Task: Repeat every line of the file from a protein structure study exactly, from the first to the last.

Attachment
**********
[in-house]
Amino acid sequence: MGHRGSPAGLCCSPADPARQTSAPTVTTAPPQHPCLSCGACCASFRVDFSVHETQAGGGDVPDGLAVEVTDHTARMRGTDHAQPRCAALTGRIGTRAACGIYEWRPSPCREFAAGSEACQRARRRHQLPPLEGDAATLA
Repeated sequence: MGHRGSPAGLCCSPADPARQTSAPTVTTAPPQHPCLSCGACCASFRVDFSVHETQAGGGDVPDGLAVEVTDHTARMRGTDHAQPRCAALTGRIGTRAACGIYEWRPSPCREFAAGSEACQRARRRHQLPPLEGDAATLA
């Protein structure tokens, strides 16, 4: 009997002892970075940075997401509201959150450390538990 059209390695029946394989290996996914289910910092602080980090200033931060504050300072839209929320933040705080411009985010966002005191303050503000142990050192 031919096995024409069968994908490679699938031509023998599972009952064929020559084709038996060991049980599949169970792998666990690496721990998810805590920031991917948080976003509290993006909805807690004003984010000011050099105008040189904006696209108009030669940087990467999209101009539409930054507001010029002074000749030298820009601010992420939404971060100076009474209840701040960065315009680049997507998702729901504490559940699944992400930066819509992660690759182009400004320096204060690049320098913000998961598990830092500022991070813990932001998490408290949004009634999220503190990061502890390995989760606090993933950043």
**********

[in-house]
Amino acid sequence: MGHRGSPAGLCCSPADPARQTSAPTVTTAPPQHPCLSCGACCASFRVDFSVHETQAGGGDVPDGLAVEVTDHTARMRGTDHAQPRCAALTGRIGTRAACGIYEWRPSPCREFAAGSEACQRARRRHQLPPLEGDAATLA
Repeated sequence: MGHRGSPAGLCCSPADPARQTSAPTVTTAPPQHPCLSCGACCASFRVDFSVHETQAGGGDVPDGLAVEVTDHTARMRGTDHAQPRCAALTGRIGTRAACGIYEWRPSPCREFAAGSEACQRARRRHQLPPLEGDAATLA
């Protein structure tokens, strides 16, 4: 009997002892970075940075997401509201959150450390538990 059209390695029946394989290996996914289910910092602080980090200033931060504050300072839209929320933040705080411009985010966002005191303050503000142990050192 031919096995024409069968994908490679699938031509023998599972009952064929020559084709038996060991049980599949169970792998666990690496721990998810805590920031991917948080976003509290993006909805807690004003984010000011050099105008040189904006696209108009030669940087990467999209101009539409930054507001010029002074000749030298820009601010992420939404971060100076009474209840701040960065315009680049997507998702729901504490559940699944992400930066819509992660690759182009400004320096204060690049320098913000998961598990830092500022991070813990932001998490408290949004009634999220503190990061502890390995989760606090993933950043």